Groundbreaking research for treatment of substance use disorders

By Naveed Saleh, MD, MS | Medically reviewed by Kevin Kennedy, MD
Published November 17, 2022

Key Takeaways

  • Repurposing of spironolactone could help fight alcohol use disorder.

  • The targeting of alternative pathways, including those involving adrenaline, could help treat pain without causing sedation.

  • Virtual reality can help reify the future for patients with substance use disorder.

Substance use disorders (SUDs) rage on, with 91,799 drug overdose deaths documented by the NIH in 2020.[] Synthetic opioids (primarily fentanyl) resulted in 56,516 (62%) of these deaths that year; methamphetamine and other psychostimulants accounted for 23,837 (26%).

But there is potential hope in the form of emerging addiction treatments that show promise for patients with different SUDs.

Spironolactone to treat alcohol abuse

In a clinical trial published in Molecular Psychiatry, NIH researchers examined whether spironolactone decreased alcohol consumption in individuals who received the drug compared with those who did not take it. The greatest effect was seen in heavy drinkers.[]

Notably, spironolactone is commonly prescribed only for its cardiac indications, such as high blood pressure, according to an article published by ScienceDaily.[]

Mineralocorticoid receptors are primarily located in the kidney where they regulate fluid and electrolyte homeostasis, but they are also found in regions of the brain that may contribute to alcohol use/craving. Among its many actions, spironolactone blocks mineralocorticoid receptors, as documented in the ScienceDaily article.

Related: Phenibut exposure in the US has risen: What to know

Alternative pain pathways

International researchers are examining the analgesic potential of alpha 2A adrenergic receptor agonists, which bind to adrenaline. Although some drugs, such as dexmedetomidine, already target the alpha 2A adrenergic receptor, they have strong sedative properties.

An international consortium identified potential agonists that induced analgesia and did not cause sedation in animal models, as reported in the ScienceDaily article.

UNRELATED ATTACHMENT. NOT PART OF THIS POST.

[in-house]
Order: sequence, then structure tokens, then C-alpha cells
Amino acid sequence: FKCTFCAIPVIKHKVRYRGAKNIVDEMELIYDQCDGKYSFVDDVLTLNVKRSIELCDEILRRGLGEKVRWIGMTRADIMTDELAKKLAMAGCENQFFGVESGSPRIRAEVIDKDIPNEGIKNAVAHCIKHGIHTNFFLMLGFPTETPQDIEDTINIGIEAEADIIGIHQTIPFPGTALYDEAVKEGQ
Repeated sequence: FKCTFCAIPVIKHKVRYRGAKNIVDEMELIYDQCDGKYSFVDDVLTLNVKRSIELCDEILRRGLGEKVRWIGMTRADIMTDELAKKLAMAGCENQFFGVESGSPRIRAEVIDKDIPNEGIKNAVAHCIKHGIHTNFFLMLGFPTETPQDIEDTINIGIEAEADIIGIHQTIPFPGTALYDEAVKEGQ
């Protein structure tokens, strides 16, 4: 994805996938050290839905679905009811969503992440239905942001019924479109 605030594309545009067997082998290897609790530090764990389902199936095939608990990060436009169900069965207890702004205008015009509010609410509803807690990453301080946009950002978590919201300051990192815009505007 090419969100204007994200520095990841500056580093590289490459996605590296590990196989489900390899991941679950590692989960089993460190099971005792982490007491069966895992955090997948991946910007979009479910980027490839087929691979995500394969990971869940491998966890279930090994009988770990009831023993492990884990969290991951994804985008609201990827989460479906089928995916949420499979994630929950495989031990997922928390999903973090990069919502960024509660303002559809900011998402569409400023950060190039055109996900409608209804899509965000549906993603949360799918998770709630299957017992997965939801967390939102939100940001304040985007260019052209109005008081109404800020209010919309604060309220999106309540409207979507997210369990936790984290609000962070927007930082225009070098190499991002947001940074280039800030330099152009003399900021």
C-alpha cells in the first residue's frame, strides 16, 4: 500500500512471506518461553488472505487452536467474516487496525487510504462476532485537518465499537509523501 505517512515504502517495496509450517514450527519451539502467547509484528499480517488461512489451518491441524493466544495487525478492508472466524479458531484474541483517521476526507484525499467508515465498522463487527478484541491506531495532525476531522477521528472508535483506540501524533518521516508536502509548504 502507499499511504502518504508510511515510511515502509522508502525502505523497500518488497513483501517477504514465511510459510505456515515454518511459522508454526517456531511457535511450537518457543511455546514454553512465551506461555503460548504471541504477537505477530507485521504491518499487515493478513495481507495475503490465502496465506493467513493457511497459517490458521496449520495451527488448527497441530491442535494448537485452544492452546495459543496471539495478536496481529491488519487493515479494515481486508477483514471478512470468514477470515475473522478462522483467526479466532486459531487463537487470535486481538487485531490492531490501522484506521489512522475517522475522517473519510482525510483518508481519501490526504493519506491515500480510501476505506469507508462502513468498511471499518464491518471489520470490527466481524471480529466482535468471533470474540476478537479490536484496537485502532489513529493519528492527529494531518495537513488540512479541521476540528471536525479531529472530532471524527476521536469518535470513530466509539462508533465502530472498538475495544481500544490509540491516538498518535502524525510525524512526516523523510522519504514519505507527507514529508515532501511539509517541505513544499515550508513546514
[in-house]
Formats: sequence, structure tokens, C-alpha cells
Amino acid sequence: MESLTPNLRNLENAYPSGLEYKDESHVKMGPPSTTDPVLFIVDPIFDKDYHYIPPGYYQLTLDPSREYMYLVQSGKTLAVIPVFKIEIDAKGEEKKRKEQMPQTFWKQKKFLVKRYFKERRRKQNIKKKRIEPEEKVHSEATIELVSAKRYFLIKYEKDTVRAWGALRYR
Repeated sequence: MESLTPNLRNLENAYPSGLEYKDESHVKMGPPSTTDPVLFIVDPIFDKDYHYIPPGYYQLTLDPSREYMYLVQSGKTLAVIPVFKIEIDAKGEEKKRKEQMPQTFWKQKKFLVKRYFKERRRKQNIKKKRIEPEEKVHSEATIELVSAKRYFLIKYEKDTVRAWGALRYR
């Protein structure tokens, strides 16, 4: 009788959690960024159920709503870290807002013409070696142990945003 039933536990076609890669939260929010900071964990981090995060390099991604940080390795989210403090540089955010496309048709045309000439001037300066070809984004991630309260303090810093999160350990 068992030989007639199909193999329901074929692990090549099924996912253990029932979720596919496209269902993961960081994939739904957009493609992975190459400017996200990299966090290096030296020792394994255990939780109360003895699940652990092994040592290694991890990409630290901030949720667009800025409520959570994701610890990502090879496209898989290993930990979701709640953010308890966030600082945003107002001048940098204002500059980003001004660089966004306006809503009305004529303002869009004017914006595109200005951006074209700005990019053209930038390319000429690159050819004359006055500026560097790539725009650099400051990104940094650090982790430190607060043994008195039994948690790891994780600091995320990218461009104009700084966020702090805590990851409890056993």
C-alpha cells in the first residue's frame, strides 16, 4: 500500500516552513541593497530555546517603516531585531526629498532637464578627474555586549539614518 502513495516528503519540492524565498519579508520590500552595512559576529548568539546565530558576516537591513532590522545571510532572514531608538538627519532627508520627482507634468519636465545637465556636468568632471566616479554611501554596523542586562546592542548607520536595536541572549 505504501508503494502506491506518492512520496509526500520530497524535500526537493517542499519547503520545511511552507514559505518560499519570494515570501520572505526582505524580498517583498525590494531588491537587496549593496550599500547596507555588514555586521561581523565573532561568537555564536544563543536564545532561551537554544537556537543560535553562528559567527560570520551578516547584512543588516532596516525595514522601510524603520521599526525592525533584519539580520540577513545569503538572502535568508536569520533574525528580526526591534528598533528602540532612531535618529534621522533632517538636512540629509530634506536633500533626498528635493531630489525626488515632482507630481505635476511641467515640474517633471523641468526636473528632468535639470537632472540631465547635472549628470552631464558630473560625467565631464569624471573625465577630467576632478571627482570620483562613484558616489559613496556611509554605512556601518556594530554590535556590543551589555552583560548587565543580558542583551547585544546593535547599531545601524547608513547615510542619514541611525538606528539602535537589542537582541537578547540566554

The investigators concluded that although separating analgesic properties from sedation represents a milestone in non-opioid pain medication, the development of potential therapeutics requires more than basic medical research. Further clinical trials are anticipated.

Related: Relapse after successful therapy: How physicians can encourage long-term recovery

Non-psychedelic treatments

Researchers from UNC-Chapel Hill, UC San Francisco, Yale, Duke, and Stanford discovered a drug that binds to the same targets as psychedelic drugs (ie, the 5-HT2A serotonin receptor) but doesn’t result in psychedelic side effects, according to another article published by ScienceDaily.[]

The antidepressant effect is reportedly long-lasting after just one dose.

In an article published by Interesting Engineering, the authors wrote, “There is considerable interest in screening ultra-large chemical libraries for ligand discovery, both empirically and computationally. Efforts have focused on readily synthesizable molecules, inevitably leaving many chemotypes unexplored.”[]

Virtual reality for SUD

Sustained remission from SUDs is challenging due, in part, to high relapse rates. Investigators from the Indiana University School of Medicine created age-progressed “future” avatars as part of recovery support, according to a study published by Discovery Mental Health.[]

They found that 18 of 21 early-recovery participants were still sober at 31 days. The intervention also improved future self-continuity, delayed reward, and reduced cravings.

"The future selves’ interactive monologs include personalized details and voice for a lifelike interaction within a time travel vignette."

Shen, et al., Discovery Mental Health

“Before and following the intervention, participants rated future self-continuity and performed delay discounting. Following the intervention, daily images of the Recovery Future Self were sent to participants’ smartphones for [30] days,” the authors wrote.

The research team has been awarded around $5 million by the National Institute of Drug Abuse and the National Institute of Alcohol Abuse and Alcoholism to advance their efforts, as reported by ScienceDaily.[]

What this means for you

Although overdose deaths continue to rise, and SUDs remain a public-health threat, investigators are working to repurpose and discover potential drug candidates that target depression and the underpinnings of drug dependence. These pharmacotherapies warrant further clinical testing, according to the experts.

Read Next: Opioid crisis update: What's changed and where are we?
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